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«by GABRIEL MARTIN NELSON Submitted in partial fulfillment of the requirements For the degree of Doctor of Philosophy Thesis Advisor: Dr. Roger D. ...»

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LEARNING ABOUT CONTROL OF LEGGED LOCOMOTION USING A

HEXAPOD ROBOT WITH COMPLIANT PNEUMATIC ACTUATORS

by

GABRIEL MARTIN NELSON

Submitted in partial fulfillment of the requirements

For the degree of Doctor of Philosophy

Thesis Advisor: Dr. Roger D. Quinn

Department of Mechanical and Aerospace Engineering

CASE WESTERN RESERVE UNIVERSITY

May, 2002 Copyright © 2002 by Gabriel Martin Nelson All rights reserved

CASE WESTERN RESERVE UNIVERSITY

SCHOOL OF GRADUATE STUDIES

We hereby approve the dissertation of

GABRIEL MARTIN NELSON

candidate for the Doctor of Philosophy degree *.

Committee Chair: ________________________________________________

Dr. Roger D. Quinn Dissertation Advisor Professor, Department of Mechanical and Aerospace Engineering Committee: _____________________________________________________

Dr. Joseph M. Mansour Professor, Department of Mechanical and Aerospace Engineering Committee: _____________________________________________________

Dr. Stephen M. Phillips Professor, Department of Electrical Engineering and Computer Science Committee: _____________________________________________________

Dr. Roy E. Ritzmann Professor, Department of Biology May, 2002 *We also certify that written approval has been obtained for any proprietary material contained therein.

Waiver of Reproduction Rights To Stephanie Do you see a man wise in his own eyes?

There is more hope for a fool than for him.

Proverbs 26:12 For the LORD gives wisdom, and from His mouth come knowledge and understanding.

Proverbs 2:6

Table of Contents Table of Contents

List of Tables

List of Figures

Acknowledgements

Abstract

1 Introduction

1.1 Robot 3

1.2 Thesis Outline

Works Cited

2 Review

Works Cited

3 Posture Control

3.1 Single Leg Mechanics

3.2 Somatosensory Feedback of Body Position

3.3 Multi-leg Mechanics

3.4 Solving the Force Distribution Problem

3.5 Results

3.6 Conclusions

Works Cited

4 Posture Control Implementation Issues

4.1 Original Hardware Setup

4.2 Open-loop force control

4.3 Conclusion

Works Cited

5 Inverse kinematics

5.1 General Notation

5.2 Redundant limb kinematics

5.3 A Practical Goal: Maximize Leg Mobility

5.4 A Simple Redundant Manipulator

5.5 Ways of finding equilibrium solutions for both the SRM and Robot 3....63

5.6 A Biological Perspective: Animal-Like Movements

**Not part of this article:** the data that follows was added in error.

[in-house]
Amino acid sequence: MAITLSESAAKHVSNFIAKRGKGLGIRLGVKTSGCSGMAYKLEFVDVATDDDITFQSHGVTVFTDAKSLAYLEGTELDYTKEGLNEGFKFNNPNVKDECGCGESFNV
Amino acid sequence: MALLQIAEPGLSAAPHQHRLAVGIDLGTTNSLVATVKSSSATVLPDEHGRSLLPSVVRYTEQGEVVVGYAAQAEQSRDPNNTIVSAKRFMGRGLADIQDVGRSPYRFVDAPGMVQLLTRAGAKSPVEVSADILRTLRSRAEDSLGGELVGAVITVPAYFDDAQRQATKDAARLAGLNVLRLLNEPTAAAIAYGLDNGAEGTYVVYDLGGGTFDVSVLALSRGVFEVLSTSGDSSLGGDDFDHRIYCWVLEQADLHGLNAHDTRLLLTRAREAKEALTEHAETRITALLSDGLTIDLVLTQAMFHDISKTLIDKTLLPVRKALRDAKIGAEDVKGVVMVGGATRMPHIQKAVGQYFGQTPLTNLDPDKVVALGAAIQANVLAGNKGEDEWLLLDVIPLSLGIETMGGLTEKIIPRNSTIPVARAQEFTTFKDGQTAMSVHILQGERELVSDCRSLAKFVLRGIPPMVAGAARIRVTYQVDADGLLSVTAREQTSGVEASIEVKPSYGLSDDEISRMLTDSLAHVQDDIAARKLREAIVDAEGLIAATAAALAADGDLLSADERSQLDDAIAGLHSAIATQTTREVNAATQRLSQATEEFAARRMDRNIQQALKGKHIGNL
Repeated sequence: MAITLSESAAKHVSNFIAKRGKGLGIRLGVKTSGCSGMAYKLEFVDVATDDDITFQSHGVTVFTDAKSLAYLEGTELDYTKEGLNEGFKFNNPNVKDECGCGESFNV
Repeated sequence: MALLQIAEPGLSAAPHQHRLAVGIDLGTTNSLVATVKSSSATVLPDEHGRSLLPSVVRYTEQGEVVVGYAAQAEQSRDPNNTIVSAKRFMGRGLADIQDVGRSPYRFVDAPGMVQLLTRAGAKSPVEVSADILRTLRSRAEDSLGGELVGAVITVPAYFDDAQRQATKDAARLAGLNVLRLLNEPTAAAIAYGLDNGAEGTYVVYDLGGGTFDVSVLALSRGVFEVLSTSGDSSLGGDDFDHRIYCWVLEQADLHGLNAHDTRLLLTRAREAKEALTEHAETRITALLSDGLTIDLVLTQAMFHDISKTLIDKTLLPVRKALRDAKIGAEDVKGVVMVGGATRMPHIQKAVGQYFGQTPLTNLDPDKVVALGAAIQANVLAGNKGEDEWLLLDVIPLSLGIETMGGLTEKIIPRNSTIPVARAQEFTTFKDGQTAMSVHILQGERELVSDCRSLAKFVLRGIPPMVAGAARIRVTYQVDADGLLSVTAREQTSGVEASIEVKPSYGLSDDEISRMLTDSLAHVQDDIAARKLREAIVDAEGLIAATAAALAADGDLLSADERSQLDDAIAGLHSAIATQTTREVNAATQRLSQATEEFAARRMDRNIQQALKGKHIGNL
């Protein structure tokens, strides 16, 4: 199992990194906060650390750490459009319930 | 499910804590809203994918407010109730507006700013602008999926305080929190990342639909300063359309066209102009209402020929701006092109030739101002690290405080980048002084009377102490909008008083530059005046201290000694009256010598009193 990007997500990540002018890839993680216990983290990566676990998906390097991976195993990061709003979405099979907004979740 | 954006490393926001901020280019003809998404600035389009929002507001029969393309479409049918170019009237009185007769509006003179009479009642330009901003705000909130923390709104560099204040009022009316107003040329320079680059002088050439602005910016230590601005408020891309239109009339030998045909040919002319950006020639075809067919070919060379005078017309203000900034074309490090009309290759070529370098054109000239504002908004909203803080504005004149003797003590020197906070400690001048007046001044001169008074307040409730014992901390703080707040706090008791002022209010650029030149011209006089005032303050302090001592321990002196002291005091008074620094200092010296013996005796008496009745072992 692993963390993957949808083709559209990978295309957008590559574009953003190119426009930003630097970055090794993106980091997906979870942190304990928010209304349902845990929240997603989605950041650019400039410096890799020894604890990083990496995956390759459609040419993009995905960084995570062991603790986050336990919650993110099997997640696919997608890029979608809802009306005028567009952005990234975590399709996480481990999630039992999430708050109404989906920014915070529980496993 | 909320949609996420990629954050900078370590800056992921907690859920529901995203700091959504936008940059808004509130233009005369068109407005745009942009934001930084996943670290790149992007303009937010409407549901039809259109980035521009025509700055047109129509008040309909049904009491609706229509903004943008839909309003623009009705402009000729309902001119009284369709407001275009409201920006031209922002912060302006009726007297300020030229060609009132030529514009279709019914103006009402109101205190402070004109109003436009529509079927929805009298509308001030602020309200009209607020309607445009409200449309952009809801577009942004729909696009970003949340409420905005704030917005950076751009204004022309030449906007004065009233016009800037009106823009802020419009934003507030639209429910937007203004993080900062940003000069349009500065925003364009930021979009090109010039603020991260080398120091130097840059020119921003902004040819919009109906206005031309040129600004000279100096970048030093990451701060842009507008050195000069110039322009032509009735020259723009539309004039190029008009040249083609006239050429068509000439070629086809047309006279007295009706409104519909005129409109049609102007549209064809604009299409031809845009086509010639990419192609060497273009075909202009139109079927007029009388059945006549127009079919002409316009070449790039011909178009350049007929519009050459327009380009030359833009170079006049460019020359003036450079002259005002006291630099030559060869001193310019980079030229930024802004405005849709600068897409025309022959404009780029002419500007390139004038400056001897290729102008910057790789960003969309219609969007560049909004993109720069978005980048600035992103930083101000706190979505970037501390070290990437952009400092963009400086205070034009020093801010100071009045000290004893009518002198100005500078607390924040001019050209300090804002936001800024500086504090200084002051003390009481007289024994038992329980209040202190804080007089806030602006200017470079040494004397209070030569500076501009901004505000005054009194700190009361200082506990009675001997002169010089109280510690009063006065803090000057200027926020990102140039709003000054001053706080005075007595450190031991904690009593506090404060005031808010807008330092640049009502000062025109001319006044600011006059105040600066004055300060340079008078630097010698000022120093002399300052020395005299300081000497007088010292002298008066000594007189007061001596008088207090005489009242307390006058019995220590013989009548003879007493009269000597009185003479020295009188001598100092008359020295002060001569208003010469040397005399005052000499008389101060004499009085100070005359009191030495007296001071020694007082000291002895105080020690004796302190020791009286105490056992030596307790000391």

5.7 Neural-Network Implementation

5.8 Results and Conclusions

Works Cited

6 Local Control Implementation Details

6.1 Improvements in the Robot 3 control system

–  –  –

7 Conclusions and Future Work

7.1 Future Work

7.1.1 Open-loop control issues

7.1.2 What about those strain gages?

7.1.3 Lead compensation

7.1.4 Positive load feedback

7.1.5 Revalving the robot

7.2 Conclusions

7.3 Some lessons learned from Robot 3

7.3.1 Carefully consider using pneumatic pulse actuation

7.3.2 Carefully consider which sensors to use

7.3.3 Simulate

7.3.4 Strive for modularity and ruggedness

7.3.5 Successful gait coordination is not the same as successful walking130 7.3.6 Developing the basic control system takes time

7.3.7 Acoustic aesthetics matter

Works Cited

Appendix

Bibliography

–  –  –

Figure 2: Strain gages on a Robot 3 leg. Three pairs of strain gages measure bending at three different points on the robot leg. The In-Plane-Femur (IPF) gages at the proximal end of the femur, and the In-Plane-Tibia (IPT) gages at the proximal end of the tibia, measure bending about axes perpendicular to the plane formed by the femur and tibia. The Out-of-Plane-Tibia (OPT) gages measure bending at the proximal end of the tibia about an axis lying in the plane formed by the femur and tibia.

Figure 3: Whegs. A reduced-actuation hexapod vehicle built at the CWRU BioRobotics Lab. A single motor drives six “whegs” – or wheel-legs – which are phased in a nominal tripod gait. A torsional compliance in the drive shaft at each wheg allows for phasing variations such as those needed for climbing obstacles. Whegs moves at about three bodylengths per second (60 in/s), and can climb barriers greater than its body height

Figure 4: Protobot is an 18 DOF pneumatically actuated hexapod robot modeled after Periplaneta americana.

Figure 5: RHex is a typical example of a Type 3 robot. Each leg is a single compliant spoke, driven, at the hip, by a motor under PD control. The spoke swings in a full circle parallel to the sagittal plane of the robot.